Clinical Judgement:


making the best clinical decisions

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Course Outline

In the real world, by the time a patient has a chronic or recurrent pain disorder there are multi-factorial competing issues to manage.

This course makes 3 diagnoses:

  • Movement Control Impairments - (identify the site and direction control impairments)
  • Symptoms - (identify the various pain sensitive tissues)
  • Pain mechanisms (identify combinations of mechanical nociceptive pain, central and peripheral neurogenic pain, along with the influence of behavioural and contextual factors

Many people with chronic and recurrent pain present with:

  • multiple sites and directions of uncontrolled movement
  • multiple pain sensitive tissues
  • more than one pain mechanism

The course explores how to prioritise - where to start and how to best manage these competing interests. Treatment options and priorities are presented, emphasizing the management of multiple movement control impairments

The course will explore and explain:
  • where to start and where not to start;
  • what you can fast-track and what to hold back on;
  • how to develop appropriate strategies to use movement to influence neurogenic pain

Key Features

This course reviews the concepts of the uncontrolled movement theory. It uses patient demonstration to highlight how movement control assessment and rehabilitation compliments other therapeutic approaches. This details a logical clinical reasoning approach to integrate assessment and correction of dysfunction in the articular, myofascial and neural systems. It develops rehabilitation strategies to facilitate clinical problem solving and common areas of clinical difficulty are reviewed.

 

Learning Outcomes

At the end of this course the participant should be able to:
  • Make 3 clinical diagnoses for patients with complex musculo-skeletal pain
    • Tissues / Structures; Movement Dysfunction; Pain mechanisms
  • Discuss the differences in clinical presentations of dysfunction in different tissues
    • Articular structures; Myofascial tissues; Connective tissues; Neural tissues
  • Understand the development of Un-Controlled Movement (UCM) and analyse the relationship between restrictions and compensation
  • Assess for and develop strategies to manage different pain mechanisms
  • Identify clinical indicators for possible presence of sensitisation & neurogenic pain and discuss management options for issues of neuro-dynamic sensitivity
  • Understand and discuss how clinical presentations determine priorities in management strategies
  • Recognise the clinical indications and discuss management options for:
    • low threshold training of the local system as a clinical priority
    • low threshold training the global system as a clinical priority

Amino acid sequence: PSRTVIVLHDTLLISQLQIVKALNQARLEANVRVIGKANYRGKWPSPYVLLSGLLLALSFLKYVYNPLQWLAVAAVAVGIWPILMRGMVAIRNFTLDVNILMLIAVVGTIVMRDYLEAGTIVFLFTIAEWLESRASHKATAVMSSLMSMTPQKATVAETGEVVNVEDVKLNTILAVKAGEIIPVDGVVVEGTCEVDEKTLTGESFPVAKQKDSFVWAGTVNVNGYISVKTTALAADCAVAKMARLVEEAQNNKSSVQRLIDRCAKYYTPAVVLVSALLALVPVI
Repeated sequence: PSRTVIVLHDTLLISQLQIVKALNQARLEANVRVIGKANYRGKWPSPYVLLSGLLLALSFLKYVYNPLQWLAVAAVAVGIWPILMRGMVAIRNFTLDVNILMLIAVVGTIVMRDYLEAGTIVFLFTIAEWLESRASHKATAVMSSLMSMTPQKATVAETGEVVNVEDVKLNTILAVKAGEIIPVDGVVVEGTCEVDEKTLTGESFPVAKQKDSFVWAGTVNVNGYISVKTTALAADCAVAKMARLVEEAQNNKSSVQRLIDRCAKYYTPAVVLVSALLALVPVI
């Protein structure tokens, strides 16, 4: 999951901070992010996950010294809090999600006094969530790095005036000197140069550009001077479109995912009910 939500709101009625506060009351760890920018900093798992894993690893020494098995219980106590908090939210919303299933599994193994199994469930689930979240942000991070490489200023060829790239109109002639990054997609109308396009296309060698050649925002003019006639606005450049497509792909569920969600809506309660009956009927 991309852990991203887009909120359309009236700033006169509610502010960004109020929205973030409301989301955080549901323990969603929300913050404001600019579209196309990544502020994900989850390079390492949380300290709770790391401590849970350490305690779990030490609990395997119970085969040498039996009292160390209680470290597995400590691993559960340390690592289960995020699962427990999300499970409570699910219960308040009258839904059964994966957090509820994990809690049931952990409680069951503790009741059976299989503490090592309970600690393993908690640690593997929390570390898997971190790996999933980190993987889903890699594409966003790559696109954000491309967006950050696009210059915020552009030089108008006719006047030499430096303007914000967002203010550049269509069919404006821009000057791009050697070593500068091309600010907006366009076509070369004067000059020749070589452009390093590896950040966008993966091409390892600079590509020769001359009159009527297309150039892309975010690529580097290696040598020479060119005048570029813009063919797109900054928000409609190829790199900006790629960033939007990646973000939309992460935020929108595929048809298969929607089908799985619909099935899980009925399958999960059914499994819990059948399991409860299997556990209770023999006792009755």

• Indications for high threshold training the global system as a clinical priority
  • Develop an understanding of using outcome measures and re-assessment tools to evaluate the effectiveness of interventions to manage symptoms, dysfunction, disability and demonstrate how these tools can help to guide the rate of progression of an individual patient through their rehab programme
The participant should demonstrate the ability to apply principles of assessment and motor control retraining to:
  • Use clinical reasoning to prioritise initial management and plan a progression of rehab
  • Demonstrate an understanding of the clinical reasoning behind the choice of therapeutic exercise options

Programme Outline

  • Movement system assessment: Inter-related systems
    • Articular structures assessment
    • Myofascial tissues assessment
    • Connective tissues assessment
    • Neural tissues assessment
    • Behavioural / psychosocial issues
  • Tissue systems as a source of pain Pain mechanisms and clinical indicators
  • Diagnostic frameworks:
    • 3 diagnoses
    • Tissues / Structures - more than one
    • Movement Dysfunction (site and direction) - more than one
    • Pain mechanisms - more than one
    • Mechanical subgroups of neuro-musculo-skeletal pain
  • Clinical judgement
  • Clinical reasoning
  • Physiology: Motor Control Update
  • Movement health
  • Outcome measures: is treatment making a difference?
  • Update: Principles of ‘motor control’ rehab
  • Therapeutic Exercise: Decision-making Framework
  • Clinical scenarios
  • Case reviews

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Kinetic Control courses are designed for medical health professionals such as physiotherapists, osteopaths, chiropractors, podiatrists etc registered with the HPC. In exceptional circumstances experienced non medical health professionals may be allowed to attend Kinetic Control courses but these participants MUST be able demonstrate that the course material is within their scope of practice and that they have appropriate professional liability insurance to cover them for their attendance at the course and the course content.

This course has both theortical and practical elements. Please come prepared for the practical work.